What about for using Surface Pro as a laptop? Because the Surface Pro is thicker than the original Surface RT, the sides are bevelled at a different angle and the kickstand sits at a slightly different angle as well. It also has two tiny projecting feet at the bottom of the kickstand (each 2 inches wide) and we found the combination made the Surface Pro a little more stable when perched on a knee or lap.
How stable it is depends on how you sit and how long your legs are; if you can get your legs flat and they're long enough for the kickstand to perch on your knee, the Surface Pro is perfectly stable and you can type and tap the screen firmly without it over-balancing. If you prop your feet up, or you're tall, there's no problem.
If you're short and the keyboard and kickstand don't fit on your lap or the chair is the wrong height so your knees aren't at the correct ergonomic angle that keeps them level, you have to sit at an odd angle or risk the Surface Pro tipping backwards or forwards from time to time.
The extra weight of the Surface Pro may also help here; it's very well balanced and doesn't tip as easily as the Surface RT (in particular it's less prone to tipping forward when you move your legs).
A normal notebook wouldn't have that problem - but then you wouldn't be able to rip the keyboard off a normal notebook to turn it into a tablet.
Being able to tear off the cover and use the Surface Pro as a true tablet (albeit a slightly heavier one than most) is what makes it a Surface. This is where the way the weight of the Surface Pro is distributed matters; the battery isn't off to one side like the original Samsung Galaxy Tab 10.1, which swung over to one side in your hands.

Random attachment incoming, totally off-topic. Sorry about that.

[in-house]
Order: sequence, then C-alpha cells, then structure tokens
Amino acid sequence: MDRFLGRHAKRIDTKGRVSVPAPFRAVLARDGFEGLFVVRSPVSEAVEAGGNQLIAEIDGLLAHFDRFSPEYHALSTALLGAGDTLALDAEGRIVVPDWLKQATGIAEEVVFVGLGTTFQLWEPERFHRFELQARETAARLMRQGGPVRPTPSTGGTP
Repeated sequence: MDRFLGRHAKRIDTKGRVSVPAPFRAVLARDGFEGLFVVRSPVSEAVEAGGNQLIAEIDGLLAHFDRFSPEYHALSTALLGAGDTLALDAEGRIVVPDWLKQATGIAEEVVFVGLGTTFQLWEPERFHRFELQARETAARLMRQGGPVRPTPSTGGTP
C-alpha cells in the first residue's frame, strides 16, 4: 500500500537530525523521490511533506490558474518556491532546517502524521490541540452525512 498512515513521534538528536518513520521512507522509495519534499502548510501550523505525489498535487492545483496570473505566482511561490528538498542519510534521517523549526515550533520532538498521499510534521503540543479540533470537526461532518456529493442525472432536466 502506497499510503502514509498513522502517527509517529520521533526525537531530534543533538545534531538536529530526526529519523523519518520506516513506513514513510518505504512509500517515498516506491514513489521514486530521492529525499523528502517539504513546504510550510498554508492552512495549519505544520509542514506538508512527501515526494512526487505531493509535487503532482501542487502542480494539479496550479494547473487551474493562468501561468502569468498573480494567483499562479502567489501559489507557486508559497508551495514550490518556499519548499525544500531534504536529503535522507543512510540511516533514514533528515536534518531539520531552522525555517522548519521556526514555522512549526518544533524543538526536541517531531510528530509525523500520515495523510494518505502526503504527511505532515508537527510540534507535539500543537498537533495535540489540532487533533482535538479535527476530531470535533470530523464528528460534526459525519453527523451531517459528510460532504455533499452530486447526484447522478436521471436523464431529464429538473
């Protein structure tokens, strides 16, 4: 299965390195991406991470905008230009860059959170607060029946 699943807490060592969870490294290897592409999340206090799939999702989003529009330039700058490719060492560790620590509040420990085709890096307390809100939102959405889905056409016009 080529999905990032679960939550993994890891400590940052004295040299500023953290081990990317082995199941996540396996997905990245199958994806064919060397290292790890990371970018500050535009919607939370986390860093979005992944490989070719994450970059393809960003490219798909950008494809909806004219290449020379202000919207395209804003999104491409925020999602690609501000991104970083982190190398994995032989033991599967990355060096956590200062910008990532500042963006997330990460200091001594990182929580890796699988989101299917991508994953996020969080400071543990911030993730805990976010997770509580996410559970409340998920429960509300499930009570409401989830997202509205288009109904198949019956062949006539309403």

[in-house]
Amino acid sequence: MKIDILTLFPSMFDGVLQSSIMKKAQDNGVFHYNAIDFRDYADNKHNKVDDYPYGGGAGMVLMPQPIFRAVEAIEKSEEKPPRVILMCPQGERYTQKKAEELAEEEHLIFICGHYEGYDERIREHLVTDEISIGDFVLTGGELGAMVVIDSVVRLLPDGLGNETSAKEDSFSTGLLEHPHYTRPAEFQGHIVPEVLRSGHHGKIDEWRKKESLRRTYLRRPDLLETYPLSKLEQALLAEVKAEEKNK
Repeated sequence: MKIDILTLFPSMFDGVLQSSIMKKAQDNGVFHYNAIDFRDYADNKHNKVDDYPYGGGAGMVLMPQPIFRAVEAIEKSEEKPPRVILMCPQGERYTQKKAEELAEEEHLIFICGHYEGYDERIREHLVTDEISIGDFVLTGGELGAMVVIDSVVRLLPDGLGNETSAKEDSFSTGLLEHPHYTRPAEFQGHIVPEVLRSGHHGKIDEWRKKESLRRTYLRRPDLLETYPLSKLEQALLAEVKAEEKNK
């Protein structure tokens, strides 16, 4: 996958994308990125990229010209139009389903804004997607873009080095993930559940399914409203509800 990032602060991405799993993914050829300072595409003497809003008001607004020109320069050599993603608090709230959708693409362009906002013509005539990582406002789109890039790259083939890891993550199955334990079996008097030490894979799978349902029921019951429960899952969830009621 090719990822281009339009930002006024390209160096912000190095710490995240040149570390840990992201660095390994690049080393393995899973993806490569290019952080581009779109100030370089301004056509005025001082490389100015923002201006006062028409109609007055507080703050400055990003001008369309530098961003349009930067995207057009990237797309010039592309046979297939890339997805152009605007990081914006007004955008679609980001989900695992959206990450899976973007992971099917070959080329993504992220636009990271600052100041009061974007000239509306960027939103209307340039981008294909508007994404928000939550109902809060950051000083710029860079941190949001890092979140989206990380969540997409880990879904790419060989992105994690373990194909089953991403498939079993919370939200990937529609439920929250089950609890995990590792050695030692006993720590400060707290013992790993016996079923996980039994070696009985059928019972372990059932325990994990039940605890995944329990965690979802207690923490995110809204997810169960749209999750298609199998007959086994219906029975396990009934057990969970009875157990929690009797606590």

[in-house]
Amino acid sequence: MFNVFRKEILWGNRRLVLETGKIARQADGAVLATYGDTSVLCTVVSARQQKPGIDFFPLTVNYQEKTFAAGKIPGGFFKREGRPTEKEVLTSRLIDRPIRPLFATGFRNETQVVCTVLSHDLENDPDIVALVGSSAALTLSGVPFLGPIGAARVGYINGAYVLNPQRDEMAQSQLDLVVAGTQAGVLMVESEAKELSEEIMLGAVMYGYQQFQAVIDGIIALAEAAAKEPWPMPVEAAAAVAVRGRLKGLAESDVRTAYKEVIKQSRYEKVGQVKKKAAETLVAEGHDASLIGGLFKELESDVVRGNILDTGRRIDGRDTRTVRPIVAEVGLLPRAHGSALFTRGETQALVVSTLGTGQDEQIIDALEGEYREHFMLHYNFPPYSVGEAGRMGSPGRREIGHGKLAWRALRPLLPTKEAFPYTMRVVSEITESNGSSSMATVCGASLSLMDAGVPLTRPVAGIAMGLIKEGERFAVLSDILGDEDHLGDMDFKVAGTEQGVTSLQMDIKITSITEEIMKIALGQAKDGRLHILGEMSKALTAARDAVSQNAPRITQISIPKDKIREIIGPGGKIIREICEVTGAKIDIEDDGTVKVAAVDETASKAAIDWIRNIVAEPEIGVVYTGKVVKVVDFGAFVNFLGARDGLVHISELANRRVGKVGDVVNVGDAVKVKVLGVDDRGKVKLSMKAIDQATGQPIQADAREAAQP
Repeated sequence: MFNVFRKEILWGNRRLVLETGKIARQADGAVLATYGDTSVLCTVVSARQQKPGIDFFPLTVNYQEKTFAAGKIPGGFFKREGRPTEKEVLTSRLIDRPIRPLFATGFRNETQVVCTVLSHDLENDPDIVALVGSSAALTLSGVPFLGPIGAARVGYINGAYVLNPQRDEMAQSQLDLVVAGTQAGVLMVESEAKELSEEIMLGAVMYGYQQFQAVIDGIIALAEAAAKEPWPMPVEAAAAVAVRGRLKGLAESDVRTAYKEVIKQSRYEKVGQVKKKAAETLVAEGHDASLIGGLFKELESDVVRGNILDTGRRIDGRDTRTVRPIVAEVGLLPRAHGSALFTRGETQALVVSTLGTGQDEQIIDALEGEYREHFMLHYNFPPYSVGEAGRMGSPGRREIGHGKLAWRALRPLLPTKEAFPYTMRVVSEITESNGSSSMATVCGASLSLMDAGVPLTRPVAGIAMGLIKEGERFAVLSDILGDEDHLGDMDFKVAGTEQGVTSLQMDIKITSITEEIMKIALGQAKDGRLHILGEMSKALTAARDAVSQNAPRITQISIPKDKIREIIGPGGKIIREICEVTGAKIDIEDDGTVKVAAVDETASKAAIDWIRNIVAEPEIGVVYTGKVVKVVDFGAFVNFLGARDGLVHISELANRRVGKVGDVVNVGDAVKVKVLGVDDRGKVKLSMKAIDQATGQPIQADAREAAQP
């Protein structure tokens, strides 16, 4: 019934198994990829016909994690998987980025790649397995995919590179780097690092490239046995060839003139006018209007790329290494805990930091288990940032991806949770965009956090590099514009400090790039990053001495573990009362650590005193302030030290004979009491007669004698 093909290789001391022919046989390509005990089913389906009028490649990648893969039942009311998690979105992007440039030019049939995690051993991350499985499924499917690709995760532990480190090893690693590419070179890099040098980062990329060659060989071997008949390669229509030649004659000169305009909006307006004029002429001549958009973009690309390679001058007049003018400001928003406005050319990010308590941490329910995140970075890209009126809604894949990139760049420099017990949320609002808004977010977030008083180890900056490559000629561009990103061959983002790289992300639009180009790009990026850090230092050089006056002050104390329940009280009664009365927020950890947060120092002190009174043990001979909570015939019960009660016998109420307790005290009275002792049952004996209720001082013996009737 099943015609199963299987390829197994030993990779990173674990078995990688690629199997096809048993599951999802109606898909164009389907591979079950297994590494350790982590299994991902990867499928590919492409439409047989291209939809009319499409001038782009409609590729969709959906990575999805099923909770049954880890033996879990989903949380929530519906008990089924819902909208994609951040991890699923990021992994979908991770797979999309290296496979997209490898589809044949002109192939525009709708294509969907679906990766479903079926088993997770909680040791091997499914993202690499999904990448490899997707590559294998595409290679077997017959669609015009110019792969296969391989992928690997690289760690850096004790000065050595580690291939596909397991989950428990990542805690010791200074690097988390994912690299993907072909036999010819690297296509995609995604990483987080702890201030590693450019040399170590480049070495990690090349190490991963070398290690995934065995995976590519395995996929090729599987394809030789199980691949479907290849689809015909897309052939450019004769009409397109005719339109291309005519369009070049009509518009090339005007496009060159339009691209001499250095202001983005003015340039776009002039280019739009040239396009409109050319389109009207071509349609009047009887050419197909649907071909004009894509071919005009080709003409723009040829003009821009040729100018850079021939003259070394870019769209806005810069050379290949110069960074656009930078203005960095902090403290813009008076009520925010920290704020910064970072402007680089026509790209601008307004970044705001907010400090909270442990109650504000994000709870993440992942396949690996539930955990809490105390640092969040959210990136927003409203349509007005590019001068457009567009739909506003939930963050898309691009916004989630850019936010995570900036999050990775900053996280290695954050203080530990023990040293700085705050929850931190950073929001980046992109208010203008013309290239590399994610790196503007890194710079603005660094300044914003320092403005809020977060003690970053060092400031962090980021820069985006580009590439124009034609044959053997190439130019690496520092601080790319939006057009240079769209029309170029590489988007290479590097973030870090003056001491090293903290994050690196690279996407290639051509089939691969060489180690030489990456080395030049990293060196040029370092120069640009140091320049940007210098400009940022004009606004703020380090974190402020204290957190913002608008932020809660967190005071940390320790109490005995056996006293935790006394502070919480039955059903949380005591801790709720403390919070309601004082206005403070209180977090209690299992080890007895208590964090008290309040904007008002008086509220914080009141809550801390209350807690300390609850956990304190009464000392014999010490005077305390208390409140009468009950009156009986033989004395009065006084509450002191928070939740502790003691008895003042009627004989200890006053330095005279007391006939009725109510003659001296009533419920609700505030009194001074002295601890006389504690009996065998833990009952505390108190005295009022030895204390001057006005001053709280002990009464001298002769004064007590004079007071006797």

You can hold the Surface Pro in one hand or two and have it stay at the angle you want, so you can grip it in both hands and type on the on-screen split keyboard with both thumbs or hold it in one hand for web browsing - or taking notes.
Although Microsoft originally told us that the Surface Pro would have a pen that didn't come from either Wacom or Ntrig, what you get with Surface Pro is indeed a Wacom pen, and a top-notch one at that. Unlike the tiny pen hidden in the back of the Samsung Ativ Smart PC Pro, this is the size of a normal ink pen, with an eraser button on one end and a large button placed comfortably on the side. Click it and you have a right-mouse button with a beautifully positive action.
Some Wacom pens have shallow, flimsy buttons that make it hard to tell when you've pressed them, but there are no such problems here. Turn it over and you can wipe out what you just wrote or drew.
Writing with the pen in an app such as OneNote for Windows 8, in the Office programs such as Word or in the handwriting recognition panel of the on-screen keyboard is smooth and accurate.
And while the handwriting recognition isn't perfect, it's accurate enough to make notes searchable or to let you write in a URL. The pressure sensitivity makes the pen a joy for working in Photoshop or in natural media painting tools such as ArtRage or Fresh Paint.
If you're using a watercolour brush or a pastel crayon on a textured surface, drawing with your finger gives you a single, solid weight - more like a felt-tip pen or a bucket fill. With the Surface Pro pen, you can stroke lightly to get a thin light, light wash or gentle crayon stroke, or scribble fast and hard to get thicker, heavier lines.